John Kerry says Syria chemical attack killed at least 1,429 people
WASHINGTON -- Unveiling a U.S. intelligence report on Syria’s use of chemical weapons, Secretary of State John F. Kerry said Friday the evidence shows President Bashar Assad’s government killed at least 1,429 of its own citizens in a “crime against humanity” that demands an international response.
Kerry, trying to overcome doubts about the Obama’s administration’s anticipated military strike on Syria, said the intelligence community has documented with “high confidence,” from “thousands of sources,” that Syrian forces prepared for days to attack entrenched rebel forces and then, on Aug. 21, fired gas-filled shells that killed at least 426 children, as well as adults.
“This is evidence,” Kerry said in an appearance at the State Department. “These are facts. The primary question is what are we ... going to do about it?”
Kerry’s statement came at a time when the British government has pulled back its earlier support for any U.S.-led retaliatory strike, and some other governments and U.S. lawmakers are demanding more time to consider whether the evidence justifies an attack on Assad. But while some American and foreign officials have concluded that the evidence is not airtight, Kerry insisted that it is.
He said the intelligence community has evidence of the Syrian army’s careful preparations for the attack, including the way it ordered soldiers to put on gas masks.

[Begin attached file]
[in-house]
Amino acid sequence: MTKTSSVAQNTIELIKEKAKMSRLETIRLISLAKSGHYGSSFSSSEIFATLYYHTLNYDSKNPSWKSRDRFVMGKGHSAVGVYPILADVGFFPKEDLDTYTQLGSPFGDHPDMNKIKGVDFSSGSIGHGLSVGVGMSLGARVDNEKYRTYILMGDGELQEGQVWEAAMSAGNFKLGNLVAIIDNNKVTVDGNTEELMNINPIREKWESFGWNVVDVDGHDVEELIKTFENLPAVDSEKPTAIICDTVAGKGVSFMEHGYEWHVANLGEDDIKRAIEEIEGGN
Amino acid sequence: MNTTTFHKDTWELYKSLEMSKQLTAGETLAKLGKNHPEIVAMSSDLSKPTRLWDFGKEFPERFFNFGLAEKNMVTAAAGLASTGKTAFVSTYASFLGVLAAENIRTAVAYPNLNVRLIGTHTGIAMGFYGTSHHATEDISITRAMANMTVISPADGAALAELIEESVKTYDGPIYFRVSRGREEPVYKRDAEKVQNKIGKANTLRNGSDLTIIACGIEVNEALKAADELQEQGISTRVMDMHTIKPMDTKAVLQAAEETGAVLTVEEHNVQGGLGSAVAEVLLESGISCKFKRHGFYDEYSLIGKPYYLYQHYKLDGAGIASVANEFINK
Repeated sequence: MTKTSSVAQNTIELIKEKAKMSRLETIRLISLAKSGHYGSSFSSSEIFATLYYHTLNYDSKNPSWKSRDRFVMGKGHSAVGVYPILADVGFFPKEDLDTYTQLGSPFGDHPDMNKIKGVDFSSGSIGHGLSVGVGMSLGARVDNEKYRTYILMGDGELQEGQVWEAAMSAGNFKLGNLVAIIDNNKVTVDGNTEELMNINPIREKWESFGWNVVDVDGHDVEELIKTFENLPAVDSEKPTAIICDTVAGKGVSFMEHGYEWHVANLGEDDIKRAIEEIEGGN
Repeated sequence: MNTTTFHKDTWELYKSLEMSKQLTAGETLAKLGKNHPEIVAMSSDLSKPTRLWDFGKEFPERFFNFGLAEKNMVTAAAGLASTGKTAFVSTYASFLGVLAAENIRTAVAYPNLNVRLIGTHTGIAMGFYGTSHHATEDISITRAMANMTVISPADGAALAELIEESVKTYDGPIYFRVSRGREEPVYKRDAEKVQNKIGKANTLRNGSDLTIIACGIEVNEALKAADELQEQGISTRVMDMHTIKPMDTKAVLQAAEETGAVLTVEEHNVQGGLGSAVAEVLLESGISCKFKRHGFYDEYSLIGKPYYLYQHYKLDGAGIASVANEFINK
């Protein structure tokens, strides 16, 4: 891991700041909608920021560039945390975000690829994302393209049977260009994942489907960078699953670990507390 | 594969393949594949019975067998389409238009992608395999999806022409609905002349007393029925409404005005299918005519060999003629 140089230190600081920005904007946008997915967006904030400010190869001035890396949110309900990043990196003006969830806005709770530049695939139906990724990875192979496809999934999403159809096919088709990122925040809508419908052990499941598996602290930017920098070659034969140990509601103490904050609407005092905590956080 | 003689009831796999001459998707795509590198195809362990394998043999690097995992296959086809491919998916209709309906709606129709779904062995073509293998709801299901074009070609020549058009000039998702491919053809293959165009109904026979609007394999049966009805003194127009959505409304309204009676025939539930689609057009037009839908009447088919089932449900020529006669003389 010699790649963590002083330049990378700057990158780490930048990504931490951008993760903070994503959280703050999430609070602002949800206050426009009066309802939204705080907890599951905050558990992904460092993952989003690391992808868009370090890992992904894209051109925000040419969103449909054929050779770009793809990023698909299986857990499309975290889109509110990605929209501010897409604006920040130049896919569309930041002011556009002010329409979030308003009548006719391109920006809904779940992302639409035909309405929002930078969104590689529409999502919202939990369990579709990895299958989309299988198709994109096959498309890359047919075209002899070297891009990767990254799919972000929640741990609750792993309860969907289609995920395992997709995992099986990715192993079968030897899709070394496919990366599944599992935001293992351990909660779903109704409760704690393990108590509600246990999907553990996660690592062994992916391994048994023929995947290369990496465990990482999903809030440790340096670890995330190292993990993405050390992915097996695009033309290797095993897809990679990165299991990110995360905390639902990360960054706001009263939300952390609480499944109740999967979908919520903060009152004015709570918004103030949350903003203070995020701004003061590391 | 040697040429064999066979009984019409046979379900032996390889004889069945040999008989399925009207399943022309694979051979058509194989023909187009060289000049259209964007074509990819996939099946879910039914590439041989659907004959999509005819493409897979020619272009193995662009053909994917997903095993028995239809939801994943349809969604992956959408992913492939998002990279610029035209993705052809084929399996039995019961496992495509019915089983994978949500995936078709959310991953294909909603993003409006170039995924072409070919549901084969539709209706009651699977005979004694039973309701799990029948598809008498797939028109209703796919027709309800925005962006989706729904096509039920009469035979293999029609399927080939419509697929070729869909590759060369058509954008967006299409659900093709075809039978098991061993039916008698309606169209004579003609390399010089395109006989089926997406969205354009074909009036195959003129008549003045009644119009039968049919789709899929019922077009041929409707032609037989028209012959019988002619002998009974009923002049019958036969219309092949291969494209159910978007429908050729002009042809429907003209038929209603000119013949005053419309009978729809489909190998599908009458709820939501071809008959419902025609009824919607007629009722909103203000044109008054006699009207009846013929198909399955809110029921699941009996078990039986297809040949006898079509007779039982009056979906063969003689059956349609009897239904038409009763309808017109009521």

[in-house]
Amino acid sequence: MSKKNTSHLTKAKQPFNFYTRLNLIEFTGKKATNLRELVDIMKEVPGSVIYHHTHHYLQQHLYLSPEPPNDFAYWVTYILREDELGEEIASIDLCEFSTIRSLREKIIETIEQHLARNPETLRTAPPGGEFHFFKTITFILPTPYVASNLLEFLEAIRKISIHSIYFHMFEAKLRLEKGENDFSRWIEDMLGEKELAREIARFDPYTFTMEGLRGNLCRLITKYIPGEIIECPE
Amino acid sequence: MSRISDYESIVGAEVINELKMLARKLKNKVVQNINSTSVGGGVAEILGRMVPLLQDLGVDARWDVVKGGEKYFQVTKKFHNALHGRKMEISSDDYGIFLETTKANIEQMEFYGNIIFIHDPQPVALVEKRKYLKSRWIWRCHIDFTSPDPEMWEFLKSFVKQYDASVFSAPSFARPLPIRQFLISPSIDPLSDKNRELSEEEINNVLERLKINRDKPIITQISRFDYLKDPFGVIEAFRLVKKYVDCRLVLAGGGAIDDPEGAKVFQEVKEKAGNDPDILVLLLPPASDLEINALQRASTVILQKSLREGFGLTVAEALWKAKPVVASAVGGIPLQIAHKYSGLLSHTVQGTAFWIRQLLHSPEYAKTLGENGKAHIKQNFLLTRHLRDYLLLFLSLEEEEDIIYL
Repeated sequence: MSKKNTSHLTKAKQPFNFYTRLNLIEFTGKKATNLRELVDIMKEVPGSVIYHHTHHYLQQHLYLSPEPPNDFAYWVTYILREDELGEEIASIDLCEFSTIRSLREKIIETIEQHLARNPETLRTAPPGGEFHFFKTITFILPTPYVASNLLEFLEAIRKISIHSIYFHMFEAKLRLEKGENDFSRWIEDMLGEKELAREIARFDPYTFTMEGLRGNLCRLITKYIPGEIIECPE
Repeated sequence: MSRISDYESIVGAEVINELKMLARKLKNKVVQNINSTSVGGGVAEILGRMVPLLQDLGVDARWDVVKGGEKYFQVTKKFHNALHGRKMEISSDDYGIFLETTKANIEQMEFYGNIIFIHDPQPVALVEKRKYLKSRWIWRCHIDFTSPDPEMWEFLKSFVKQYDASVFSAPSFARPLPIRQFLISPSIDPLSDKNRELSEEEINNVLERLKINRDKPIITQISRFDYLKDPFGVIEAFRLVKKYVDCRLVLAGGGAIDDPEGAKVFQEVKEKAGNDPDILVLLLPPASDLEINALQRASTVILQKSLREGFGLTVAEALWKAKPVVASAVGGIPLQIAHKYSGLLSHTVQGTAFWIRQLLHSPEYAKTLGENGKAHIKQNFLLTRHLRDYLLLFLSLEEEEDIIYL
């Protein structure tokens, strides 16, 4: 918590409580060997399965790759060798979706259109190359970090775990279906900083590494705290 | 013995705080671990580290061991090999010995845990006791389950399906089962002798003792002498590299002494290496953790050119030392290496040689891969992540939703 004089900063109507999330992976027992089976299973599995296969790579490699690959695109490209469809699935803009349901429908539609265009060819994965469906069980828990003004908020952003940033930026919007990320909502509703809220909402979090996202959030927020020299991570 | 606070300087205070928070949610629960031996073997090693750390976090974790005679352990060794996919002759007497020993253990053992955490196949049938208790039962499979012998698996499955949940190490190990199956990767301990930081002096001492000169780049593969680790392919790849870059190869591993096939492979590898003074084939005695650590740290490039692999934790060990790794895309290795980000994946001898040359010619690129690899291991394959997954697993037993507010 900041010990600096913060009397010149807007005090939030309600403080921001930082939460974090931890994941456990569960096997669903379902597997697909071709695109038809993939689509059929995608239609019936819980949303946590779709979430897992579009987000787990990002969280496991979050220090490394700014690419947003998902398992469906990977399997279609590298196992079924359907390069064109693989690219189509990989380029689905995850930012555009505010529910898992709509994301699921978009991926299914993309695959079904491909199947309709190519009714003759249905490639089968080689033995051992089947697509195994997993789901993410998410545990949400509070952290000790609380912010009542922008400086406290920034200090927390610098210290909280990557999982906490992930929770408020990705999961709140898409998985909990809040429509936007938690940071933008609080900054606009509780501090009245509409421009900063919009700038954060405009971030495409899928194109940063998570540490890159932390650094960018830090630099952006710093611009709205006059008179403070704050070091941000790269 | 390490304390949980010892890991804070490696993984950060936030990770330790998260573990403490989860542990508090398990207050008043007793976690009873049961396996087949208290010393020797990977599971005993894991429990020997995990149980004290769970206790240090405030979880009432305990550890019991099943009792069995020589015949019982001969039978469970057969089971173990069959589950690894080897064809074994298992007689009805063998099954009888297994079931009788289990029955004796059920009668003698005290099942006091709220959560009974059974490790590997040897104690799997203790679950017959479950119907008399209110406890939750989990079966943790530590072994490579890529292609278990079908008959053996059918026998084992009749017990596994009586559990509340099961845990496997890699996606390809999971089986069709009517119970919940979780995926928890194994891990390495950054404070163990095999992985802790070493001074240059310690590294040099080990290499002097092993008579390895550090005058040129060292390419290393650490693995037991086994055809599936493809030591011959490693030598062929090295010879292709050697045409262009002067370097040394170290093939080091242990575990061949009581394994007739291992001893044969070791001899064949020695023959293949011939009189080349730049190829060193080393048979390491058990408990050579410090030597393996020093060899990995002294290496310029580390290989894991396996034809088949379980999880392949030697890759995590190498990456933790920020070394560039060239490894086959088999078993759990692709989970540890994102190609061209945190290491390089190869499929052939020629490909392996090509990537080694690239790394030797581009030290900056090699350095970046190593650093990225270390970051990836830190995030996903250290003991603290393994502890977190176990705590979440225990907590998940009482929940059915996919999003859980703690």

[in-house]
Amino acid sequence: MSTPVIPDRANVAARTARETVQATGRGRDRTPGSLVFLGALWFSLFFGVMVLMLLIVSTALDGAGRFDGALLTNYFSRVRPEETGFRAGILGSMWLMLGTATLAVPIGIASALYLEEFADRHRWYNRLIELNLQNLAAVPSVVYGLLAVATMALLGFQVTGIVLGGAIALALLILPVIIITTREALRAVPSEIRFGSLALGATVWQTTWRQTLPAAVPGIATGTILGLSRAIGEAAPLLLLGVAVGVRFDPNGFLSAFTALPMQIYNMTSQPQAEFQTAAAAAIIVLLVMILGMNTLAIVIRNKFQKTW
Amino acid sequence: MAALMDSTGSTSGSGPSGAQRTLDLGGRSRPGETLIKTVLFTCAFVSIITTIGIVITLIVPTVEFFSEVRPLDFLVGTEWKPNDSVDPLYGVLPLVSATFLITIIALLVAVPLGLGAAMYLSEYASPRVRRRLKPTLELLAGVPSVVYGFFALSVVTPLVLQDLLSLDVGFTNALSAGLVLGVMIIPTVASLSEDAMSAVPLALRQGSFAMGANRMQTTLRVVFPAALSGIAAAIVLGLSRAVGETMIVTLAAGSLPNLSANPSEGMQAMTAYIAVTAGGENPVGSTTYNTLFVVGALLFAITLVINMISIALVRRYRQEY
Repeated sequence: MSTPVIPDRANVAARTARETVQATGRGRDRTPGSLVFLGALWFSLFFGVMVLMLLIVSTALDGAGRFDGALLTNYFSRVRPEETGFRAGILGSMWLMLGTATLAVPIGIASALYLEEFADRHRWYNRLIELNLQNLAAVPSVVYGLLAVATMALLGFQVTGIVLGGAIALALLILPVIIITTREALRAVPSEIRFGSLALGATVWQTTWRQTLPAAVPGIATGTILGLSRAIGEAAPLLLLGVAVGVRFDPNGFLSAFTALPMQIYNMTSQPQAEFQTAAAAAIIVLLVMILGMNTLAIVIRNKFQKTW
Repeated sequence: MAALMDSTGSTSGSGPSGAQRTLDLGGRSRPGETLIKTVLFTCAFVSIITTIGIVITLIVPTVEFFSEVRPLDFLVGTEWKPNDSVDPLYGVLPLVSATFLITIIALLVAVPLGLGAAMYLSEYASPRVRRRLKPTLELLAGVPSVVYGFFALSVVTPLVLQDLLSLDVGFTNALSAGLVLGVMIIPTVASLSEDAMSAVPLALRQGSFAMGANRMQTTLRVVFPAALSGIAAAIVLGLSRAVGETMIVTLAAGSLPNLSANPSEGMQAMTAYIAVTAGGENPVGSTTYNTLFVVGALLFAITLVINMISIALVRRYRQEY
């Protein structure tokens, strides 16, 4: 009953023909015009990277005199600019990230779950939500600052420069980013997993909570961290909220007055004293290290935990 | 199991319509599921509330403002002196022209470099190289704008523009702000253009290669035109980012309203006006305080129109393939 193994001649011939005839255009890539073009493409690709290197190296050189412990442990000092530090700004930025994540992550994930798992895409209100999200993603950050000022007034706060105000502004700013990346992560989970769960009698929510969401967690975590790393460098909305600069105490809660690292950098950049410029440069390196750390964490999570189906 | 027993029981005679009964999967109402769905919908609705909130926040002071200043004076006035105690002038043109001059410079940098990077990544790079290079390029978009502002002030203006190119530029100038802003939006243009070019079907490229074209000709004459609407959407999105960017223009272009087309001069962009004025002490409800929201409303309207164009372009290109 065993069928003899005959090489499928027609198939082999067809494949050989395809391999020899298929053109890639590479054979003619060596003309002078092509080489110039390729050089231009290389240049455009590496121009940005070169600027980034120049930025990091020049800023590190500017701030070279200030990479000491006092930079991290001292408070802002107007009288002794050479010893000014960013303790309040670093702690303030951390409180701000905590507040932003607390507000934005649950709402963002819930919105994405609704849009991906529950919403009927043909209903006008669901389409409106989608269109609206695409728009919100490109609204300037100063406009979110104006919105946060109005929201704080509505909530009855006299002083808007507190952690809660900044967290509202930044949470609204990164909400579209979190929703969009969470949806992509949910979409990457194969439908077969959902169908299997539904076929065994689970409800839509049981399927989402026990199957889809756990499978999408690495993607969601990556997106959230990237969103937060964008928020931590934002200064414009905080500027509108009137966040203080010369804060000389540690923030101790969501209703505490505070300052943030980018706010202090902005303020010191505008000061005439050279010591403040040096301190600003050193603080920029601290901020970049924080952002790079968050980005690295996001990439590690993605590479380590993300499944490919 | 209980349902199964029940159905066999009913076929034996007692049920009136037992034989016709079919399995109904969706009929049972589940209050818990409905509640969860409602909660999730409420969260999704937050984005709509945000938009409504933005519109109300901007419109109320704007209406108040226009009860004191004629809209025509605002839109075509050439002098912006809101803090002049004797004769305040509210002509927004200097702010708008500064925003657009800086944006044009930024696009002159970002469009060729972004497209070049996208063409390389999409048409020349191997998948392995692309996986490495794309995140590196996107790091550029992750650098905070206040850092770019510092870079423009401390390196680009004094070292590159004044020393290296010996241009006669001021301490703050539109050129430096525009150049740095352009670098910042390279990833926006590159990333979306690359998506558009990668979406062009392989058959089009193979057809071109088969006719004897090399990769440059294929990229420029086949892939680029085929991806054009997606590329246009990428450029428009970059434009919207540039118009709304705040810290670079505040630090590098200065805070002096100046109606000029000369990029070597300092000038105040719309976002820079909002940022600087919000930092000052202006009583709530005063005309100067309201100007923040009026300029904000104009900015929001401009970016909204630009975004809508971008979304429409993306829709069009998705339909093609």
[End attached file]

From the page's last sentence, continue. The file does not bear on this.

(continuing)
Evidence also shows that the rockets were fired only from government-controlled areas, and only struck rebel-held zones, Kerry said. Also discovered was a record of a senior Syrian official confirming that the government used chemical weapons, he said.
Kerry added that the Obama administration has other evidence it can’t reveal to the public or lawmakers because it would put at risk intelligence “sources and methods.”
U.S. officials have signaled that a retaliatory cruise-missile attack on Syria could begin as early as Saturday night.
Kerry insisted that the administration still has international support for an attack, despite the loss of Britain. He cited statements from the Arab League, the Organization of the Islamic Conference and Turkey condemning Syria’s action, and said the U.S. had the support of France, Australia, as well as others.
He argued that even though Britain and other countries have urged that United Nations deliberations be held on the subject, there is no chance the U.N. Security Council could favor action because of the “obstructionism” of Russia.
If the United States fails to respond to the crimes of the Syria “thug,” he said, it will encourage other regimes to use chemical weapons. He said it would endanger U.S. allies such as Israel, Jordan and Turkey, as well as the United States itself.
And he contended that failure to act will encourage Iran to press ahead with its suspected nuclear weapons program, without worrying that world powers will try to bring it to a halt.
Kerry sought to rebut arguments that U.S. action will be a repeat of the 2003 invasion of Iraq, based on the erroneous belief that Saddam Hussein had weapons of mass destruction.
He said the United States is not seeking regime change in Syria, or to begin a continuing military role in the country’s more than 2-year-old civil war.
“History would judge us extremely harshly if we turned a blind eye,” he said.
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